Then there is Tina's cousin Upasana, who should make do with a wife-beating husband and find justifications in his actions. Tina's wife-club friend, Poorvi, who is distraught at not being able to give her husband's family a boy as an heir. Tina's co-worker friend, Manas, who is troubled at having lost his love due to his own doings after seven years of their live-in relationship. Tina's old friend, Kriya, who has always been under her father's shadow and now is a guilty woman after her best-friend committed suicide. And then there is Prashant or Prats, who is Aditya's maternal uncle and only guardian and also Tina's confidante. All these individuals are headed in different directions until a letter from their friend, Tina pulls them towards Mahableshwar where their caller is herself missing but she has left them a letter each and in it, they must discover their lives and move on. The common aspect is that all the characters are tied down to their past in someway or the other and can't seem to let go off it, can't seem to look ahead to a better future and it is Tina, who undertakes the responsibility to do so for them. As she tries to come to terms with Aditya's betrayal, this is more of a challenge for her. Is she successful in taking it up? You'll have to read the book to find out.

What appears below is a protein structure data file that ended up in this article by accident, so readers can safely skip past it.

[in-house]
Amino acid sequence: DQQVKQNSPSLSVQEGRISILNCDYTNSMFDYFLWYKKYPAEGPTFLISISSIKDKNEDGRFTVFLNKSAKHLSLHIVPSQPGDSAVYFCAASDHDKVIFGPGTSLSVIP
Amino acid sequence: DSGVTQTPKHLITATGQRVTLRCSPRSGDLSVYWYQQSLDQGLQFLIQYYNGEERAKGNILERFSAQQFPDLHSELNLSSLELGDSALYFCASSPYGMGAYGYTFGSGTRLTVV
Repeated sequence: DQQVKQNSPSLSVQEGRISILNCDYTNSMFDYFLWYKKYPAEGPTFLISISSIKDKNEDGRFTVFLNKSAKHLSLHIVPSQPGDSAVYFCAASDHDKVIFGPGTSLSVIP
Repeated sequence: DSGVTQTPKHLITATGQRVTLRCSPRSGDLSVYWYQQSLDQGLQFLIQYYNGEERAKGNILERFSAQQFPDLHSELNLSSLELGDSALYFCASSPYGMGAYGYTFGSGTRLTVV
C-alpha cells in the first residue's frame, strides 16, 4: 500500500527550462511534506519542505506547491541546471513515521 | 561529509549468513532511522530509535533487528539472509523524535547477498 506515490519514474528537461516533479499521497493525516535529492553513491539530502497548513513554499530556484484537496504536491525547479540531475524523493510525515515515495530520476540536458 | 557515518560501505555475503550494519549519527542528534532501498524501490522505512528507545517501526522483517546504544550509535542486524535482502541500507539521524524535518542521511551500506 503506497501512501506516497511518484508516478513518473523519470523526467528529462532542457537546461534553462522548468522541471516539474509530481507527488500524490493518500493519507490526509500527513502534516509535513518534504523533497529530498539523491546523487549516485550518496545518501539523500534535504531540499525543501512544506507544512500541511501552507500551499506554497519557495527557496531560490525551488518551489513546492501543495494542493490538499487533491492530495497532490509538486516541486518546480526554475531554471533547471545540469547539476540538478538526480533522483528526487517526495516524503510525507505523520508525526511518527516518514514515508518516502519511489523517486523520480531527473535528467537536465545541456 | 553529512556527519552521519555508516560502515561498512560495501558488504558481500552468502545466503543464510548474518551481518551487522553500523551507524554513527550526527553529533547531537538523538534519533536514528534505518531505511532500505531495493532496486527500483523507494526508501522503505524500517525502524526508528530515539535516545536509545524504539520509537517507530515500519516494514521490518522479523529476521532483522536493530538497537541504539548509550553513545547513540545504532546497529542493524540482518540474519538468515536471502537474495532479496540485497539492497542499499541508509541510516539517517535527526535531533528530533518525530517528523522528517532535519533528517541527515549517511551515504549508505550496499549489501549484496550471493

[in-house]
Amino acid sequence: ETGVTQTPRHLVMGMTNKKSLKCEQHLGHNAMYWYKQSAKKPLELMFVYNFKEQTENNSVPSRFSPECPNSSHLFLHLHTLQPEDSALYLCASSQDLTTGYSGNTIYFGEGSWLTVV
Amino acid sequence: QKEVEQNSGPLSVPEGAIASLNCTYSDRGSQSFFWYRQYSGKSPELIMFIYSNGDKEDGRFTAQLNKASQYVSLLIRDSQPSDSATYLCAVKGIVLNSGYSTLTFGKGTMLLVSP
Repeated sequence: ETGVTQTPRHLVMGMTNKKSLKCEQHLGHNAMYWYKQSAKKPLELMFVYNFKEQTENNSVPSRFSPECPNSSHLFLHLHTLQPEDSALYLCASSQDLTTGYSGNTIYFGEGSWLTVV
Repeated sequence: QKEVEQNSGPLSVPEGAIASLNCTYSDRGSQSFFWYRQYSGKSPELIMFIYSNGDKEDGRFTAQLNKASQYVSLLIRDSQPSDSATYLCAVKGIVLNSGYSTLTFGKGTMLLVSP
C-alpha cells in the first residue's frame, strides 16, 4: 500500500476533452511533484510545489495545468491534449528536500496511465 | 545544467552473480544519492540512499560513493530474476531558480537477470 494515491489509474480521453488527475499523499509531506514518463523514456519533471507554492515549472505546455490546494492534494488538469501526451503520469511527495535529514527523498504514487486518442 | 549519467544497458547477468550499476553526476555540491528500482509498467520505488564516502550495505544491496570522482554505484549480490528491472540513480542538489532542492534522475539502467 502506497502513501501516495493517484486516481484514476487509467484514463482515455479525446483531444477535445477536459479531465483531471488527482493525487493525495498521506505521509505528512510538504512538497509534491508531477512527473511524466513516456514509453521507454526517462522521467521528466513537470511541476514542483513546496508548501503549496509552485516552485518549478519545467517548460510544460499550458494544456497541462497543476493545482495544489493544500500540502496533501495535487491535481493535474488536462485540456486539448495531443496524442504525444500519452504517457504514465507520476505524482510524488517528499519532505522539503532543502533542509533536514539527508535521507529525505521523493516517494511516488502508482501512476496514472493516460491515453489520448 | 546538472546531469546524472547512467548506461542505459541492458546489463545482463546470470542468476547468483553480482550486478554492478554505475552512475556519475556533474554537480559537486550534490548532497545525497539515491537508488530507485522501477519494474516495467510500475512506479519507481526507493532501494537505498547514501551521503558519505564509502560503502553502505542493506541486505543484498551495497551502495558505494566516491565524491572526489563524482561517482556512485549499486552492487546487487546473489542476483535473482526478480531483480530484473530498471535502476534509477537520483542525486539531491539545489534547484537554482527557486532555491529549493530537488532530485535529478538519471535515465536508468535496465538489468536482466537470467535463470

This is primarily a story of relationships and tying those loose ends tight. This book shows us the errors of the human heart and mind in an impeccable manner. Real characters highlight the story, making it easy to identify with them. Well-thought of situations and problems that we daily encounter in life make it more endearing. Perhaps the author's experience as the editor of 'The Chicken Soup' series has helped her immensely in doing so because these too are the stories of real people. It's a good pacy read though sometimes the inclusion of Bengali in between is not really necessary and makes the reader skip those parts. The book is divided into four parts and the first two parts are quite pacy though the book tends to slow down toward the middle and the ending. Nevertheless, the latter are interesting too, without meaning to take away anything from the author. She has of course chosen to talk about social evils, martial discontentment and relationships and she excels in doing so in her own unique way with an interesting third-person narrative. The plot is nothing extraordinary, simple and sweet and aimed at giving the story some pace. The settings chosen reinforce that a woman has written this book and rightly so.